In the Name of the Father (film)

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In the Name of the Father is a 1993 film about a man's coerced confession to an I.R.A. bombing he didn't commit that imprisons his father as well; a British lawyer helps fight for their freedom. It is based on the true life story of the Guildford Four, four people falsely convicted of the IRA's Guildford pub bombings which killed four off-duty British soldiers and a civilian.

Directed by Jim Sheridan. Written by Terry George and Jim Sheridan, adapted from the autobiography Proved Innocent: The Story of Gerry Conlon of the Guildford Four by Gerry Conlon.
Falsely accused. Wrongly imprisoned. He fought for justice to clear his father's name. (taglines)

Gerry Conlon

  • [after his case is dismissed, and the guards try to escort him out] I'm a free man, and I'm going out the front door.
  • [outside the courtroom] I'm an innocent man. I spent 15 years in prison for something I didn't do. I watched my father die in a British prison for something he didn't do. And this government still says he's guilty. I want to tell them that until my father is proved innocent, until all the people involved in this case are proved innocent, until the guilty ones are brought to justice, I will fight on. In the name of my father and of the truth!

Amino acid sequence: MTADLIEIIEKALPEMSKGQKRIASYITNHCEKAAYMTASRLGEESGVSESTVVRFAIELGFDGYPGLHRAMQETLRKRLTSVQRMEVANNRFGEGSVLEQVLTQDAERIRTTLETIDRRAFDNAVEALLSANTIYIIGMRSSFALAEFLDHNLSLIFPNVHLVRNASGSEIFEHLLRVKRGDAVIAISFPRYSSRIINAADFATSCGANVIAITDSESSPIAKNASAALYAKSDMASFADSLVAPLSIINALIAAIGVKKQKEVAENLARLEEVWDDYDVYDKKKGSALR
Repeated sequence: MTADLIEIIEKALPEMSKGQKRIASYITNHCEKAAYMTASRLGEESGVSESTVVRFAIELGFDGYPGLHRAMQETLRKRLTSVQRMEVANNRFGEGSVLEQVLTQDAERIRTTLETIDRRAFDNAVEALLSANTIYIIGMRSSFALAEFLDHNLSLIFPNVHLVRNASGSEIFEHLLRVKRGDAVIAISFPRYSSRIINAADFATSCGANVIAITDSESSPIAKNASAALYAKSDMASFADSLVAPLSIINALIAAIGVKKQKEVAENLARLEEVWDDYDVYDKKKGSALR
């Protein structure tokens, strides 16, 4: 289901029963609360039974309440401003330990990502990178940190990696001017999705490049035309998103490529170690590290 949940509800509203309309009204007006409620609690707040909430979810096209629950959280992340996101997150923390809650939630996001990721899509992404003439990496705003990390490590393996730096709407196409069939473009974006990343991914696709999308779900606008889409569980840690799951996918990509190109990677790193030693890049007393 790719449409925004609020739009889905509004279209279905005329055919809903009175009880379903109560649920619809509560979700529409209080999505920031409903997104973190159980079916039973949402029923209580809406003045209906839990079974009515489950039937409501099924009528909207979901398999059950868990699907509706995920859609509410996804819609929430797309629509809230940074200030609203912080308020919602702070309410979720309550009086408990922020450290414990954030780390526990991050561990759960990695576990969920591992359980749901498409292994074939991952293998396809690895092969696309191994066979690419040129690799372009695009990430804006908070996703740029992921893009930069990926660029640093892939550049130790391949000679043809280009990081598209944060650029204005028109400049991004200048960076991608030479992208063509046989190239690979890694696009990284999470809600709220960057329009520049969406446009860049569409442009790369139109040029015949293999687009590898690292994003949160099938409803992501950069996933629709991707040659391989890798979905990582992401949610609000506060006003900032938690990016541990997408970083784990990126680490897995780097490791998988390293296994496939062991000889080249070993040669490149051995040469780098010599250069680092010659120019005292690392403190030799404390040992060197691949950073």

Gareth Peirce

  • [after hearing of Gerry's father's death] Well, I think they ought to take the word 'compassion' out of the English dictionary.
  • [to Robert Dixon at the appeal] Well then, would you be so kind as to read the statement that you took from him on the third of November 1974? A statement, Milord, which vindicates these people, all these innocent people. Someone, either that man, or his superior, or his superior's superior, ordered that these people be used as scapegoats by a nation that was baying for blood in return for the innocent blood spilled on the streets of Guildford! And by God, you've got your blood, Mr Dixon! You've got the blood of Giuseppe Conlon, you've got the lifeblood of Carole Richardson and you've got fifteen years of blood and sweat and pain from my client, whose only crime was he was bloody well Irish, and he was foolish and he was in the wrong place at the wrong time!
  • Milord, this alibi for Gerry Conlon was taken by Mr Dixon one month after Gerry Conlon was arrested. This note was attached to it when I found it in police files. [she holds up the note, which reads "Not to be Shown to The Defence", to gasps of disbelief from the gallery] I have one question to ask you, Mr Dixon. Why was the alibi for Gerry Conlon, who was charged with the murder of five innocent people...kept from the defence?


Gerry Conlon: That was a good day's work, McAndrew. A good day's work.
Joe McAndrew: Get away from me.
Gerry Conlon: You're not looking me in the eye when you're speaking to me. You see, I know how to look at people without blinking as well. In all my god-forsaken life I have never known what it was like to want to kill somebody until now. You're a brave man, Joe. A brave man.

Gerry Conlon: When can I go back to Belfast?
Detective: Next time you'll see Belfast, they'll be flying day trips to the moon.
Gerry Conlon: I always wanted to be an astronaut.

Giuseppe Conlon: I want you have some respect.
Gerry Conlon: Respect for who?
Giuseppe Conlon: For yourself.